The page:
Shiraito Falls is located in the summer resort area of Karuizawa in Japan at the base of the active volcano Mt. Asama (3 1/2 hour drive from Tokyo). Seventy meters of fine, silky, sexy strands of groundwater fall like threads from the rock face. I love a good waterfall in the hot summer months, and in the fall the trees around explode in hues of red, orange and yellow. Yes, it is as beautiful as the picture suggests, but be careful of the crowds in the dead of summer.

I usually post pictures from my travel porn box, but if you want to guest post with you own visual stimulation (any type of media goes) contact me and we can discuss.

Travel Porn: Shiraito Waterfall Karuizawa, Japan is a post from: Todd's Wanderings

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Proof it All Works Out in The End Mon, 05 Sep 2011 05:29:30 +0000 Todd Wassel Read full article...

Proof it All Works Out in The End is a post from: Todd's Wanderings


Old man bowing in Japan

Don't worry, everything will be OK

I think apologies are in order. No, no, not you to me. I owe YOU an apology.

I thought I was being honest with you

You see, I have always tried to tell you the truth about my life. I have tried not to hold anything back…even my finances.

I thought I was revealing myself through my wit and story craft

By giving you Travel Narratives I thought my personality would shine through when you read about my adventures in far off lands (well far off for you). I worked hard to embarrass myself, or share stories that might get me fired from work, accounts of when I almost died, and even times when I have saved others from dieing.

I thought that you would get updates on my Facebook Page

You see, I started my Facebook Page to help fill in the gaps here in on my website. There is no way I can post every place I visit, every strange thing that pops into my head, or every wonderfully odd picture I take. Trust me, if I posted everything that came into my head you would get overwhelmed and would run for the digital hills.

I thought you weren’t interested in learning more about my life

Sure, you might say your interested, but really you just want to read pretty words, look at beautiful pictures, and discover wild adventures. But it turns out that many of you want to know me better, and that the details of my life abroad are in fact interesting to you. All I can say is:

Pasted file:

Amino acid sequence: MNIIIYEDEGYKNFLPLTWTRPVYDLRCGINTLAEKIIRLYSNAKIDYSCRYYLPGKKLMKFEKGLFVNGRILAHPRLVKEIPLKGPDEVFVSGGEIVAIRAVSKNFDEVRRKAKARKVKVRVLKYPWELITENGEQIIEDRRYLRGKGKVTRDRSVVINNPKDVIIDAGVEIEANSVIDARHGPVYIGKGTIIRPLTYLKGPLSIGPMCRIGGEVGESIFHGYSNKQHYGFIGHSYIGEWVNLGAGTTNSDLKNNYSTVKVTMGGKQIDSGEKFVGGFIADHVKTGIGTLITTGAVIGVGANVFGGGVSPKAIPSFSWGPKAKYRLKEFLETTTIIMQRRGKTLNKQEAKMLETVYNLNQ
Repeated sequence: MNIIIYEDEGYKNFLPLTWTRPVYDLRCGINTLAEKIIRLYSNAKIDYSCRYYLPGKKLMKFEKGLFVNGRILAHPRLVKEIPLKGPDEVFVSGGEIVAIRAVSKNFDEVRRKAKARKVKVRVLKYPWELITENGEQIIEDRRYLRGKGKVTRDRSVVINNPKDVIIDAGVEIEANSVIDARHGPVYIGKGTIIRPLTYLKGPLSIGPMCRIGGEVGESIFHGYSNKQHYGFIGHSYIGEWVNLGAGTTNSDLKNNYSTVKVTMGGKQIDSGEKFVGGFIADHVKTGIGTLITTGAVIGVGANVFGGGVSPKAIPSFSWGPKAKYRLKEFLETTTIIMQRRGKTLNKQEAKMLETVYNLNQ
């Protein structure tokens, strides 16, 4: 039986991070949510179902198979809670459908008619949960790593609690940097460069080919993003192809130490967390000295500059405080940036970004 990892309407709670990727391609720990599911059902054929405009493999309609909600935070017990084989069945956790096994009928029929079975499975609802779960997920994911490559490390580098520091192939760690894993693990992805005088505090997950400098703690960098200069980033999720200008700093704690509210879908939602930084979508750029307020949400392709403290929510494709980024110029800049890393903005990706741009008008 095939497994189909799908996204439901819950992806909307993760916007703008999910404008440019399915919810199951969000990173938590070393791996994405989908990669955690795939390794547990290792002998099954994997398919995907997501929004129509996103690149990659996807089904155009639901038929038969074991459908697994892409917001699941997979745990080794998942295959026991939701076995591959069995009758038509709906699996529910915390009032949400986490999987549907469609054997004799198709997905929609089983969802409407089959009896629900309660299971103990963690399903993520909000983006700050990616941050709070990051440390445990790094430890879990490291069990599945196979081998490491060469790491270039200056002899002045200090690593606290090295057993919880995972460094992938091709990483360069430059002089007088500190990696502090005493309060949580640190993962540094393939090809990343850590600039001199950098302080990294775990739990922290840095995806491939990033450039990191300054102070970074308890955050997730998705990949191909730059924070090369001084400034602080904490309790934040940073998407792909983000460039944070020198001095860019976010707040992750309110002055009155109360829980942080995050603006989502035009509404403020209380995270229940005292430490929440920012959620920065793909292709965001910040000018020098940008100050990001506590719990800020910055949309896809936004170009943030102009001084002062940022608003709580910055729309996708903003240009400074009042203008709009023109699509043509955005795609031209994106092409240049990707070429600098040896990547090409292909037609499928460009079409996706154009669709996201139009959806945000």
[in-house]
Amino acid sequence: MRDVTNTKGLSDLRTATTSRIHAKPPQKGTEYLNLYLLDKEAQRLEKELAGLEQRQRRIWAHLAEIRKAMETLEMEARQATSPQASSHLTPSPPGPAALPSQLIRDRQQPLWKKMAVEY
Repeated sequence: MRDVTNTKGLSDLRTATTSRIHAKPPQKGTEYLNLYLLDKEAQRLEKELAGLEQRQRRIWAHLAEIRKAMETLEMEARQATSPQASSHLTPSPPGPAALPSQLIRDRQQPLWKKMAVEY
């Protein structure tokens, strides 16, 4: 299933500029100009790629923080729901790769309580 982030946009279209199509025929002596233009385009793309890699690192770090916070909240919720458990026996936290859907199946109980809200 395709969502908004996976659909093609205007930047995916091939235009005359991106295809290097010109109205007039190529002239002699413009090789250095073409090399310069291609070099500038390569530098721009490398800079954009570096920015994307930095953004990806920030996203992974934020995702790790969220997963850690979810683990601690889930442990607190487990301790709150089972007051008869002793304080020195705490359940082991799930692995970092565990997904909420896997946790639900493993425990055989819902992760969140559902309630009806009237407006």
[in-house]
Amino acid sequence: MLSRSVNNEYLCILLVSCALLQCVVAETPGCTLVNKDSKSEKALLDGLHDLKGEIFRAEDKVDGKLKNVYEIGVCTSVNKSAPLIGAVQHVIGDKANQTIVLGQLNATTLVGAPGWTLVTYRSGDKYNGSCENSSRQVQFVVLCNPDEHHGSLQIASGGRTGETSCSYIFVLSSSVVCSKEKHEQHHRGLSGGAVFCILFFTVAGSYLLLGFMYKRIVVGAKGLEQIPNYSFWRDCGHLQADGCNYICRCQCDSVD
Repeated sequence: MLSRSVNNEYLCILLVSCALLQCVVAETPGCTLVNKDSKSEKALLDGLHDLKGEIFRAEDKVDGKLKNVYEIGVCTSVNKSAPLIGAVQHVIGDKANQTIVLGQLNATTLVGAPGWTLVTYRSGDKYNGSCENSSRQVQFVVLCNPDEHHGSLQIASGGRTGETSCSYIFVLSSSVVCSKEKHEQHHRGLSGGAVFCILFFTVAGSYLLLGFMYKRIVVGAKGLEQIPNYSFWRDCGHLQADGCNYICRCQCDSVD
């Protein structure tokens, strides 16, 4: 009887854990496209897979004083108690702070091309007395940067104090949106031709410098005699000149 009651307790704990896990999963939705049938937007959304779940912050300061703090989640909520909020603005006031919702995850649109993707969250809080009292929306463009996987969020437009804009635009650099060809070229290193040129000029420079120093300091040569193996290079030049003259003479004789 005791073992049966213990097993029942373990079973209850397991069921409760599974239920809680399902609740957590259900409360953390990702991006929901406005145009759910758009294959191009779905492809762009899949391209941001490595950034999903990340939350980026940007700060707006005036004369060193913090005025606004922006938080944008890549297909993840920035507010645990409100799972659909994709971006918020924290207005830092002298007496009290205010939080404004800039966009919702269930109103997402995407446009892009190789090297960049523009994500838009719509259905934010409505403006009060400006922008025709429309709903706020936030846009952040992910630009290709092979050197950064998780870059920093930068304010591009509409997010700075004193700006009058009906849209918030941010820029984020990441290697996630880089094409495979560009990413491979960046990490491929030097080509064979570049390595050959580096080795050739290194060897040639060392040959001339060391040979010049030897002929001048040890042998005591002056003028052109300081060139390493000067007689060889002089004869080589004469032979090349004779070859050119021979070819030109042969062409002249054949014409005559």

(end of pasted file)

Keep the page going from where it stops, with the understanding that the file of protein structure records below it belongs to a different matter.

Thank you and I’m Sorry

Many people believe that saying sorry is a sign of weakness, or that it signals that you were wrong and thus you deserve to be blamed. Many people at work think that saying sorry is a liability. That Evil Bob will use it against you to get ahead, get the higher paycheck and score with the cute secretary. But really, you never had a chance with the cute secretary. Plus all she is interested in is your money so let Bob lose it all while you work on making your life better, happier, and filled with people who love you.

Starting today I’m going to start giving you more personal updates, let you in on the ups and downs of living this kind of lifestyle. I’m actually going to tell WHAT this type of lifestyle is!

Take a Deep Breath and Let’s get Started

A few months ago I offered my advice on how to Manage Uncertainty- Don’t. Instead of freaking out about losing my job at the same time my first son was born, I took a different route. I decided to enjoy and be thankful for what I had, rather than worry about what I didn’t. Many of you are probably wondering how that worked out for me.

Today I’m here to shine some light onto my life for you, and show you what has happened in an incredibly short but eventful 3 months. At the very least you can guess that I still have internet access, but are we homeless, are we able to pay the bills, are we still in Japan mooching off my parent’s in law?

The Baby and Japan

Traveling with an infant

I've been to Japan, Kosovo and Greece! I like to Fart too.

First things first! On June 22nd, 2011 we welcomed Kaito Andrew Yamagiwa Wassel into the world. He is by the far the best thing that has every happened to me in my life. After spending 2 wonderful months living in Japan with him, we moved back to Kosovo (more on that below). He did great on the 11 hour flight from Japan, 4 hour layover, and 2 hour flight from Vienna to Prishtina. Soon we are heading for a family vacation to Greece. That means he’ll have 3 countries under his belt in 3 months…such a good little traveler :)

Living with your in-laws can be difficult in general. But living with in-laws in a different country and in a different language is especially difficult. Our visit could have turned into a darker Lost in Translation but it didn’t. My Japanese Parents are wonderful people and we all had a great time. It was not all roses and I did get tired of a strict structure of Japanese living. But we managed and learned to find the gems amongst the stress.

At times I had to work, even though I was not getting paid (more about that below). We were exhausted at times due to lack of sleep. Although, in general Kaito is a mild mannered kid who seems happy with his lot in life. I also used the time to see more of Japan and catch up with friends.